Cross Compiling User Applications

Fall 2016

You are welcome to download Nachos to your own system. Since it uses Java, it should run on any reasonably modern system. But, user-level programs in Nachos are implemented in C and need to be compiled to the MIPS architecture. As a result, projects 2 and 3 require the installation of a MIPS cross-compiler so that you can compile C code into MIPS executables independently of the architecture that you run the compiler on.

We have installed a MIPS cross-compiler on the instructional systems for class use. But if you install Nachos on your own system, you will need to install a MIPS cross-compiler as well. We have binaries for the cross-compiler on Linux that you can download:

The Makefile in the Nachos test directory requires two environment variables to be properly initialized to use the cross-compiler. For example, the bash commands for the environment variables on the instructional machines are:
export ARCHDIR=/home/linux/ieng6/cs120f/public/mips-gcc
export PATH=/home/linux/ieng6/cs120f/public/mips-gcc:$PATH

On your system, you would set them as appropriate for where you placed the cross-compiler. Note that, in the shell that uses these environment variables, they will prevent you from using the the original gcc because mips-gcc will now appear first in your PATH. If you want to use the regular gcc again in that shell, you will need to reset PATH.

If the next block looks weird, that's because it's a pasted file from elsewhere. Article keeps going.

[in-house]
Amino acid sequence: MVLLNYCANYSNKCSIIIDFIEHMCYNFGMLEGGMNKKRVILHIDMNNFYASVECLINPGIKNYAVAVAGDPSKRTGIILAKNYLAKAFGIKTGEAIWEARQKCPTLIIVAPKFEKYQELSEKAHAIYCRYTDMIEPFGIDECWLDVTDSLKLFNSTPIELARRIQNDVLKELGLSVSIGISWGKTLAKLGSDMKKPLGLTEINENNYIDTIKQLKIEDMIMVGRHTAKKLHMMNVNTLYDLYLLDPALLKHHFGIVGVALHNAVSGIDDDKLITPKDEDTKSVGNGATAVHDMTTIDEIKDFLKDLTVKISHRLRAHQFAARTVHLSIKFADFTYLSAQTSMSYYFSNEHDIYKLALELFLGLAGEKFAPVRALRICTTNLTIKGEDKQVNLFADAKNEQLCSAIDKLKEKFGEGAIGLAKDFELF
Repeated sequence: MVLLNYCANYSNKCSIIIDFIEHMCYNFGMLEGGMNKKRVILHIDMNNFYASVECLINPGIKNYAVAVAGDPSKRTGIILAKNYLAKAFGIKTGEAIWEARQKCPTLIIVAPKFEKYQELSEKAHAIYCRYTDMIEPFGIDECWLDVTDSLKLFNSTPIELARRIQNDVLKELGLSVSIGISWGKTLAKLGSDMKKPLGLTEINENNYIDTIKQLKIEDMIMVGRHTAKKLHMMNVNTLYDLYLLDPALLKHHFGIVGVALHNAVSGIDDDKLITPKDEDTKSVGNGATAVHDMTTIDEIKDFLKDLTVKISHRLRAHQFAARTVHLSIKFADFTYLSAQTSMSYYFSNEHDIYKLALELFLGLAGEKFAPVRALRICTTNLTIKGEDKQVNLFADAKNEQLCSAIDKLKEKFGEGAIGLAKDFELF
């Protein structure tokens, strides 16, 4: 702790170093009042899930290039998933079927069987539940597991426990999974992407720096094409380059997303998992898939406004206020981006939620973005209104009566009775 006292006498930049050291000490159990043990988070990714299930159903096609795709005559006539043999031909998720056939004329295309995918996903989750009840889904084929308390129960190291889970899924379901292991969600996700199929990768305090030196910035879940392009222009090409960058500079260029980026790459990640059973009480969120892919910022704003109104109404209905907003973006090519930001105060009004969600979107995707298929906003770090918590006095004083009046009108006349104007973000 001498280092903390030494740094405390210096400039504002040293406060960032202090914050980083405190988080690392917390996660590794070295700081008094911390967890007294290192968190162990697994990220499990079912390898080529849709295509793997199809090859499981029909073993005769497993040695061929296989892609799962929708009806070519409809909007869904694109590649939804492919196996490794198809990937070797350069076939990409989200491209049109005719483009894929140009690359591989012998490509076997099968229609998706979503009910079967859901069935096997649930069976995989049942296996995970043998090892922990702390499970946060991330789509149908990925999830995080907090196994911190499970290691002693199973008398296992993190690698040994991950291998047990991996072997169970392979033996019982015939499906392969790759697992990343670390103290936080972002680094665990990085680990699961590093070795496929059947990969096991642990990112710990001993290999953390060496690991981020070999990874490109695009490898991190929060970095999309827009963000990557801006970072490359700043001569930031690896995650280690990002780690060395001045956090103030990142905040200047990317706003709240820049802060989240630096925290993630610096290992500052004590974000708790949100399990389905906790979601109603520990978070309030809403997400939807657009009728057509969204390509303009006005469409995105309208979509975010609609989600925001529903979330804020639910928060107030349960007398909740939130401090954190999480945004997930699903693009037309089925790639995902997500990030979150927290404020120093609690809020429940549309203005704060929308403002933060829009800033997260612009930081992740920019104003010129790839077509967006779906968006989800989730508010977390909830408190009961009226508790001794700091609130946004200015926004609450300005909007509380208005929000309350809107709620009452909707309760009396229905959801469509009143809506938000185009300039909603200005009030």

There are multiple stages to building a Nachos-compatible MIPS binary (all of which are handled by the test Makefile):

  1. Source files (*.c) are compiled into object files (*.o) by mips-gcc.
  2. Some of the object files are linked into libnachos.a, the Nachos standard library.
  3. start.s is preprocessed and assembled into start.o. This file contains the assembly-language code to initialize a process. It also provides the system call "stub code" which allows system calls to be invoked. This makes use of the special MIPS instruction syscall which traps to the Nachos kernel to invoke a system call.
  4. An object file is linked with libnachos.a to produce a Nachos-compatible MIPS binary, which has the extension *.coff. (COFF stands for Common Object File Format and is an industry-standard binary format which the Nachos kernel understands.)